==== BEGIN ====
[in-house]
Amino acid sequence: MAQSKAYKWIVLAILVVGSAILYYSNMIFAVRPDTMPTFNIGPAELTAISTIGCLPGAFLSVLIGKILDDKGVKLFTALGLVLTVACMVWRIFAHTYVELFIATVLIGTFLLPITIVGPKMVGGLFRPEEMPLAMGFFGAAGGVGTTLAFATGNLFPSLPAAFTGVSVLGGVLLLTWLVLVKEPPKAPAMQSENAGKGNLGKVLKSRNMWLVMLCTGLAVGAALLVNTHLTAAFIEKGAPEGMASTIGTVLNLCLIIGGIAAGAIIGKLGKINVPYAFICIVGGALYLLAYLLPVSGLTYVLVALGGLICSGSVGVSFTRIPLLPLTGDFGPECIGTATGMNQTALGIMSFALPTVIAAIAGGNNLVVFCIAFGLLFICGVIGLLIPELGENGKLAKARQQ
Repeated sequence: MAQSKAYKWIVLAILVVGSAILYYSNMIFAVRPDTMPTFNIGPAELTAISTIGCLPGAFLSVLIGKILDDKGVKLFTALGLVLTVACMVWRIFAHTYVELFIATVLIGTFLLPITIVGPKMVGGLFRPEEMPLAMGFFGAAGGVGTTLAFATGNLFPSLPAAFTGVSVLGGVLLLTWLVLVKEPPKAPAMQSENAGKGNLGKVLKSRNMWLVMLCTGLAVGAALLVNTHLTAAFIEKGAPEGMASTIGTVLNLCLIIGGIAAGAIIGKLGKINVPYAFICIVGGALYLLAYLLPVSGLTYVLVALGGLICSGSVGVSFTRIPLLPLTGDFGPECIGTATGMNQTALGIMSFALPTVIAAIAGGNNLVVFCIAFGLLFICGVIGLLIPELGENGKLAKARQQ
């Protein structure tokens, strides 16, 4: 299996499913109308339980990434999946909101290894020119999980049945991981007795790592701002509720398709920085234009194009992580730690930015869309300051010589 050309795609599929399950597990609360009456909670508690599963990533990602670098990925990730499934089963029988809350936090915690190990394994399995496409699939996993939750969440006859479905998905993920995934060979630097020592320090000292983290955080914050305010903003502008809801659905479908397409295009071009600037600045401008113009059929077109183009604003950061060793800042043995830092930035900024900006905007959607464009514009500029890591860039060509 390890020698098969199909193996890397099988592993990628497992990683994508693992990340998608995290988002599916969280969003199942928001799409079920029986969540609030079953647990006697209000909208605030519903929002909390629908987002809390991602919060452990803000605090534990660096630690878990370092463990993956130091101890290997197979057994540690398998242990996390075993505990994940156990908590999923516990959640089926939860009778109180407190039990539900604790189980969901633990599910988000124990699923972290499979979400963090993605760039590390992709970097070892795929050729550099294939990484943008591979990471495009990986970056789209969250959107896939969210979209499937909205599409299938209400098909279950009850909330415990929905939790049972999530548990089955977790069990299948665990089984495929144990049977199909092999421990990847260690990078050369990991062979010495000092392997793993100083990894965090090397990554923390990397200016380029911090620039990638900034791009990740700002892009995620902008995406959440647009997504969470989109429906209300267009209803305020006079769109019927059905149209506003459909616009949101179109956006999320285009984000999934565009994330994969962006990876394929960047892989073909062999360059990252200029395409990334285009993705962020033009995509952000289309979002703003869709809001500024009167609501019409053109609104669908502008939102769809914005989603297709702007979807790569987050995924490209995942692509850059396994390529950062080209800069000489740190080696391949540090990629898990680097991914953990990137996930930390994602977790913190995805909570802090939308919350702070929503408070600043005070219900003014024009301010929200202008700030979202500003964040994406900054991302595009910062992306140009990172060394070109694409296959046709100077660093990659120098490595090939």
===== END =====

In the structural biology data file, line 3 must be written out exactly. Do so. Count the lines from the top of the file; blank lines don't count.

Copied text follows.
Repeated sequence: MAQSKAYKWIVLAILVVGSAILYYSNMIFAVRPDTMPTFNIGPAELTAISTIGCLPGAFLSVLIGKILDDKGVKLFTALGLVLTVACMVWRIFAHTYVELFIATVLIGTFLLPITIVGPKMVGGLFRPEEMPLAMGFFGAAGGVGTTLAFATGNLFPSLPAAFTGVSVLGGVLLLTWLVLVKEPPKAPAMQSENAGKGNLGKVLKSRNMWLVMLCTGLAVGAALLVNTHLTAAFIEKGAPEGMASTIGTVLNLCLIIGGIAAGAIIGKLGKINVPYAFICIVGGALYLLAYLLPVSGLTYVLVALGGLICSGSVGVSFTRIPLLPLTGDFGPECIGTATGMNQTALGIMSFALPTVIAAIAGGNNLVVFCIAFGLLFICGVIGLLIPELGENGKLAKARQQ